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22.06.2017 Category: News

Severe ROP can causes hypertension in adulthood


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In a recently published study, Kistner et al. state that Retinopathy of Prematurity (ROP), an abnormal retinal vascular development found in extremely preterm babies, might be associated with an increased systolic blood pressure in adulthood.

In the study, published in “Neonatology”, in total 69 patients were included: 43 formerly preterm and 26 full-term born young adults as the control group. 22 of the formerly preterm born adults had shown a severe ROP, 21 of them had shown no or only mild ROP. All were born between 1988 and 1993 in Stockholm, Sweden.

The key finding is that the adults formerly born preterm with severe stages of ROP had on average 7.4 mm Hg higher systolic blood pressure than those with no or mild ROP as well as those from the control group. The adults born preterm with no or mild ROP did not differ from controls in blood pressure recordings. While the control group and the ex-preterms with no or mild stages of ROP had an average systolic blood pressure of 124 mm Hg, the young adults who had shown severe stages of ROP had on average a systolic blood pressure of 131 mm Hg. Although the sample was small, Kistner et al. plead for an early follow-up for blood pressure control and if necessary a treatment for all preterm born patients who had shown a severe ROP.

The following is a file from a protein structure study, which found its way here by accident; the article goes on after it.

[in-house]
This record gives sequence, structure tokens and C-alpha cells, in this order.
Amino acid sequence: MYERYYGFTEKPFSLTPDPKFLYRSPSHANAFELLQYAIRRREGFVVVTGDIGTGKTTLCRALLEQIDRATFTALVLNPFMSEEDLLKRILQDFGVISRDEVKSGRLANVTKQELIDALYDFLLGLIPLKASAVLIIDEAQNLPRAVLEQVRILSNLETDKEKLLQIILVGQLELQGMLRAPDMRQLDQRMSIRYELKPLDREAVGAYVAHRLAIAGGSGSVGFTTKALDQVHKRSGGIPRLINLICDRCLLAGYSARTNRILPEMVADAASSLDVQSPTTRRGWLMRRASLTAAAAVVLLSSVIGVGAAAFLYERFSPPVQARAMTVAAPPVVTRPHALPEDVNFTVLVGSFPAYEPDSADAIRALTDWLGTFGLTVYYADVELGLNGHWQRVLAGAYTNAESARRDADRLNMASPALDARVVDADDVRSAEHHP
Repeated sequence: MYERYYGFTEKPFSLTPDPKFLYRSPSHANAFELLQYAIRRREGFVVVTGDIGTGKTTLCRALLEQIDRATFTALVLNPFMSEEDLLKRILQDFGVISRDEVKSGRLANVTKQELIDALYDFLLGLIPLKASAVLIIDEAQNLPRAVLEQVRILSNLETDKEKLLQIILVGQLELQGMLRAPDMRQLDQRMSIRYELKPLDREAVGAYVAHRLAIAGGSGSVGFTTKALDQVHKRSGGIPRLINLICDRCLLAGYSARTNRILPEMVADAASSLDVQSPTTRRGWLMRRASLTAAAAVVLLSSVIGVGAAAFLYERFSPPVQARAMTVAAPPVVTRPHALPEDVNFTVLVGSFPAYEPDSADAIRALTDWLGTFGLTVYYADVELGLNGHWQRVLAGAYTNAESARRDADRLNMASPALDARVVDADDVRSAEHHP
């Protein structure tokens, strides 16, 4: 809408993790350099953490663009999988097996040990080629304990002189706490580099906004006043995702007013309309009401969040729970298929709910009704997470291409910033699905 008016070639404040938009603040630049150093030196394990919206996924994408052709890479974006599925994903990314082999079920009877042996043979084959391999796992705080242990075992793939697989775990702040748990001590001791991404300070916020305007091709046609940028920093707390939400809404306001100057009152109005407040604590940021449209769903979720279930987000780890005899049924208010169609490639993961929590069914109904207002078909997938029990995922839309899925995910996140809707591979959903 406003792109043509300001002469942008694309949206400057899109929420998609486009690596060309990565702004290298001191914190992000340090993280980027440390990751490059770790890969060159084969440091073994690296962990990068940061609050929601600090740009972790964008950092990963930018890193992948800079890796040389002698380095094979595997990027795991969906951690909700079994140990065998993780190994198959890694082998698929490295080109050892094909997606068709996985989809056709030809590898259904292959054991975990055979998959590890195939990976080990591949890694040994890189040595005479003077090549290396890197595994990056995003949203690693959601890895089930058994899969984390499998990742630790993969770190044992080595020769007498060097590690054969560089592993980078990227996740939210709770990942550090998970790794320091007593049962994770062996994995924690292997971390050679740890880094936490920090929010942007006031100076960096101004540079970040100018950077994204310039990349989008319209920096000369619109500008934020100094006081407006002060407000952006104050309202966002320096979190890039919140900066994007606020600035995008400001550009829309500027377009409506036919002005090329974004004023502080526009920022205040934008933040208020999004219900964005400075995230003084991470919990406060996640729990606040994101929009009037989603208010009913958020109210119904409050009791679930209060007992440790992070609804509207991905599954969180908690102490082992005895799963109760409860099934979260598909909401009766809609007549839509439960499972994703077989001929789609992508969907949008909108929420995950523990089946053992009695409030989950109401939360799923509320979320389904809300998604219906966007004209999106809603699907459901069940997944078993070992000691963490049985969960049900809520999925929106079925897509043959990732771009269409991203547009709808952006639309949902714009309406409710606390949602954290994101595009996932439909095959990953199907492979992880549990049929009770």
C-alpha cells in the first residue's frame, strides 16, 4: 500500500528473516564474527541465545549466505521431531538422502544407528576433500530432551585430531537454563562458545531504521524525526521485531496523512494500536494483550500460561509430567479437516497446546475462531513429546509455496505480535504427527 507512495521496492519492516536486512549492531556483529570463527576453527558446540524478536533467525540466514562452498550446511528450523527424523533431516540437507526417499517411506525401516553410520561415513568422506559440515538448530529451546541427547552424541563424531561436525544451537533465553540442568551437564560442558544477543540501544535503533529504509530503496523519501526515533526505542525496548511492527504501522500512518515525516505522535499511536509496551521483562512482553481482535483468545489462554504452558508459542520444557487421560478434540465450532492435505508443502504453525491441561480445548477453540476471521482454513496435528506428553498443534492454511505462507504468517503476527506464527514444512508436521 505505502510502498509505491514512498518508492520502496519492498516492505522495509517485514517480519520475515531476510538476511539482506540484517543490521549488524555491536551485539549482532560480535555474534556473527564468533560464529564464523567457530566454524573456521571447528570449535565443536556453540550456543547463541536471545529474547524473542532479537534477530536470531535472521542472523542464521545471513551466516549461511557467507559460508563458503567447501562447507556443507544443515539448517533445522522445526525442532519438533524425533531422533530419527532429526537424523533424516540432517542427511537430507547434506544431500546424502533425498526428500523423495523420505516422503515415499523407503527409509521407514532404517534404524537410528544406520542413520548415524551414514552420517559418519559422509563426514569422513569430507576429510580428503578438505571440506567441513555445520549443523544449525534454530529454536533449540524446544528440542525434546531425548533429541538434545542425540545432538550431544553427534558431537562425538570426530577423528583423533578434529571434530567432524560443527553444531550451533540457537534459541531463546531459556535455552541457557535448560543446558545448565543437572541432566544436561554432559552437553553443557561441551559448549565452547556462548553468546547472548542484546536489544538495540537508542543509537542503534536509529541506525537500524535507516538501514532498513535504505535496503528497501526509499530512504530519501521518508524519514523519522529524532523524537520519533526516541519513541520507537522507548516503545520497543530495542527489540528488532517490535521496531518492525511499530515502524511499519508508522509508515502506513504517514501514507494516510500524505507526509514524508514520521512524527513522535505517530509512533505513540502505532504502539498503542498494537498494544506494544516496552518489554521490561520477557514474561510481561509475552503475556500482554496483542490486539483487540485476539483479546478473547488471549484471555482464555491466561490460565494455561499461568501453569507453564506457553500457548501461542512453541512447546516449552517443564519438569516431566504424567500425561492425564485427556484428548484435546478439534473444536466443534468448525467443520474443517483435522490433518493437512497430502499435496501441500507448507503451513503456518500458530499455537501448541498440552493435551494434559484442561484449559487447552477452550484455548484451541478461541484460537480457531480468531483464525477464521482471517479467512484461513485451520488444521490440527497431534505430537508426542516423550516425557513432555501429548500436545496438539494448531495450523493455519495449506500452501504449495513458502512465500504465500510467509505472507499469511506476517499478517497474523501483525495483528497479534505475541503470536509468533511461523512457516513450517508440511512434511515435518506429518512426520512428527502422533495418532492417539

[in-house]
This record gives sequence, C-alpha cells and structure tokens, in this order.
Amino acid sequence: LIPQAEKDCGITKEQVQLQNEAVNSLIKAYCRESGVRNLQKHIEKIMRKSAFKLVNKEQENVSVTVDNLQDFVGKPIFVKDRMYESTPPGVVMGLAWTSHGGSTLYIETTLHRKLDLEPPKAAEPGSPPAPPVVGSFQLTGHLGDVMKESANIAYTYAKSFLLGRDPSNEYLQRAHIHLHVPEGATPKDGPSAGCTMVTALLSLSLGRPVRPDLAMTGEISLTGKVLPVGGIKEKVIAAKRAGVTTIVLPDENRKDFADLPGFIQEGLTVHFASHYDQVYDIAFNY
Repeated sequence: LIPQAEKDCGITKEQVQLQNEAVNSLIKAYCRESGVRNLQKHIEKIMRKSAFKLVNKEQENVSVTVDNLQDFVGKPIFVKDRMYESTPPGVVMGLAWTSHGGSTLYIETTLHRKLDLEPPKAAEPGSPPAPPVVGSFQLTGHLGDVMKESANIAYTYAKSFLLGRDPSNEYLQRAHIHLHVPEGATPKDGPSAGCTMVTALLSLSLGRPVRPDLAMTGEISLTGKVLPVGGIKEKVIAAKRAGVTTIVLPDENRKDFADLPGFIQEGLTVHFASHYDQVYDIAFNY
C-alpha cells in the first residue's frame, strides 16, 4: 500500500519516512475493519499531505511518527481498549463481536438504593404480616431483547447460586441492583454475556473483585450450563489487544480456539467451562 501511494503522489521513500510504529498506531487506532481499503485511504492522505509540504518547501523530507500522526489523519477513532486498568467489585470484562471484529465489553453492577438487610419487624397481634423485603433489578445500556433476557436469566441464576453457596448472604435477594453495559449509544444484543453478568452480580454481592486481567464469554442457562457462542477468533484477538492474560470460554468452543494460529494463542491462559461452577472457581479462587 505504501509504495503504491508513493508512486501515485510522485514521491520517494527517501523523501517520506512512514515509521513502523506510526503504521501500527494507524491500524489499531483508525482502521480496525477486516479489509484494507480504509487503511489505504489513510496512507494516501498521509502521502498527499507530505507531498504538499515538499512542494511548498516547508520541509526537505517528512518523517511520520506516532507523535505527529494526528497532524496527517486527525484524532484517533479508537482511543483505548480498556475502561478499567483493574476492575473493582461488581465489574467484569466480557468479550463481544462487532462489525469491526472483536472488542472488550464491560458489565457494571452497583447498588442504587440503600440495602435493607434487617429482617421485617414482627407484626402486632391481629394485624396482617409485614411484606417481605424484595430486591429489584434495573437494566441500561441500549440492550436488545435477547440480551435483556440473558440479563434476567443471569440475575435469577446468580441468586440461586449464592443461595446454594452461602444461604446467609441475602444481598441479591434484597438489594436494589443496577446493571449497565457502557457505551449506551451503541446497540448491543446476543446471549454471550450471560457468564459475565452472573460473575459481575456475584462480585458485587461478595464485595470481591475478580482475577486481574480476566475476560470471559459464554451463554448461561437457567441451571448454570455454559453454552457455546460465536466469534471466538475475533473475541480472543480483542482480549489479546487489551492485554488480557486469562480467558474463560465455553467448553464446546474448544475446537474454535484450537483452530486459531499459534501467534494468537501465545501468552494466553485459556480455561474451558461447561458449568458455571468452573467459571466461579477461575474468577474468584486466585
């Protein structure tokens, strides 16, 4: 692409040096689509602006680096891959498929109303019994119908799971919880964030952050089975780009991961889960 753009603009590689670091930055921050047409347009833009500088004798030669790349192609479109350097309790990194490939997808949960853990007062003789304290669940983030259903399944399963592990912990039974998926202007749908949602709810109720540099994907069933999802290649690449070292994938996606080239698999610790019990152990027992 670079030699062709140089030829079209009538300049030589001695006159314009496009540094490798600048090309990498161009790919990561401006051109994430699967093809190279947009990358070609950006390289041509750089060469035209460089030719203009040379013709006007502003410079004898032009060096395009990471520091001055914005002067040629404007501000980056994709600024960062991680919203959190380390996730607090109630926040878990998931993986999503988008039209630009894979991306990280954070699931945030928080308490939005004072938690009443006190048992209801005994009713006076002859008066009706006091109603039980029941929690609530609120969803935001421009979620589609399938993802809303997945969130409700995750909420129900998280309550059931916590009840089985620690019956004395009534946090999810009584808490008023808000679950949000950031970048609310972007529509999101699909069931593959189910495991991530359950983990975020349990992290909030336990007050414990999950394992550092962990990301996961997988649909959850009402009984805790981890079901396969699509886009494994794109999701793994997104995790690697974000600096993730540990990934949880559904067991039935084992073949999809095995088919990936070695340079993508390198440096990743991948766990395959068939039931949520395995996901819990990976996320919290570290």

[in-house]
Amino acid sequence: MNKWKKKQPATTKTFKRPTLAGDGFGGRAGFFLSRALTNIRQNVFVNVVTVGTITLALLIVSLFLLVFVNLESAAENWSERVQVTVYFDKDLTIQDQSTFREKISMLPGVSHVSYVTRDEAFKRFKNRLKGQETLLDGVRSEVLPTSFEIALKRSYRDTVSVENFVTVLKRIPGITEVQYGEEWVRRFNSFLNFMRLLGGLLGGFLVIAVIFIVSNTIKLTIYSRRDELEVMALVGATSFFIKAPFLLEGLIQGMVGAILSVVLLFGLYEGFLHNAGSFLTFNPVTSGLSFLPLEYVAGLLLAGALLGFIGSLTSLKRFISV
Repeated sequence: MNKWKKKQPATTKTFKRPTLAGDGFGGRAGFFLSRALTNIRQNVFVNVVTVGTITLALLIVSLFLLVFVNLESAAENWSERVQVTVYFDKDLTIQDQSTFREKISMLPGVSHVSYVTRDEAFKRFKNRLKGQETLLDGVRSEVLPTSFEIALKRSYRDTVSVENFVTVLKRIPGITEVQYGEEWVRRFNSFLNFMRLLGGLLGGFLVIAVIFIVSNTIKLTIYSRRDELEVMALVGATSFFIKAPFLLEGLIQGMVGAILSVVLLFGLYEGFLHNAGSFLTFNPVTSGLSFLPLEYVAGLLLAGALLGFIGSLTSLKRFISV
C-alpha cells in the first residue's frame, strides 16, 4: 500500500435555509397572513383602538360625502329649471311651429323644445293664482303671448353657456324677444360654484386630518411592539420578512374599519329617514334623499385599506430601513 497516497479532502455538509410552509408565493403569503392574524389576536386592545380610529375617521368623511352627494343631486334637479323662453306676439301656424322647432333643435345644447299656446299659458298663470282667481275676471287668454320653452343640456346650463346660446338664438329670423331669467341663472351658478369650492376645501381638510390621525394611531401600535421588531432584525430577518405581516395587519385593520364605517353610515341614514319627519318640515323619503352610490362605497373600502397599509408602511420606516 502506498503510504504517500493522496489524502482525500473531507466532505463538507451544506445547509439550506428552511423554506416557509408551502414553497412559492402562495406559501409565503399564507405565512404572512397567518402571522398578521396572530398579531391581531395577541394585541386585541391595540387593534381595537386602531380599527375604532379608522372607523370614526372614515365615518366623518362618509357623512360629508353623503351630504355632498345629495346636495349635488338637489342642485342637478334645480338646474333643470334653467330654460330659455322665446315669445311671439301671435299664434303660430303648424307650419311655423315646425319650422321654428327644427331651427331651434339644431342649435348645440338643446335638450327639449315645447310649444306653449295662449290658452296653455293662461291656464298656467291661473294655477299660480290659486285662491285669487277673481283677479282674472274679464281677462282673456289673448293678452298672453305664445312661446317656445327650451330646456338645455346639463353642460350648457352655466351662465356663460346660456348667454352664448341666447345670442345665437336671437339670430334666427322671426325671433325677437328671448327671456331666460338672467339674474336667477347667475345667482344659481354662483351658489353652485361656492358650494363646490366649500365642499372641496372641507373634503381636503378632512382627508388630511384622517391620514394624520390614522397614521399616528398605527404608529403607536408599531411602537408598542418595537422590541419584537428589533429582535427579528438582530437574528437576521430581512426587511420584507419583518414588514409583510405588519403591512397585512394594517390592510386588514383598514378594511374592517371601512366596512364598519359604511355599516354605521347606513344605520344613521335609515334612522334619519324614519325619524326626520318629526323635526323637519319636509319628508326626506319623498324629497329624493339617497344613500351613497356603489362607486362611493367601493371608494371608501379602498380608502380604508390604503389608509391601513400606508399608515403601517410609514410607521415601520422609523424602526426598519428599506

Preterm birth in general is already associated with an increased risk of high blood pressure. The scientists refer to former research and name immaturity and being born small for gestational age as further reasons.  

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© 2017 EFCNI - European Foundation for the Care of Newborn Infants
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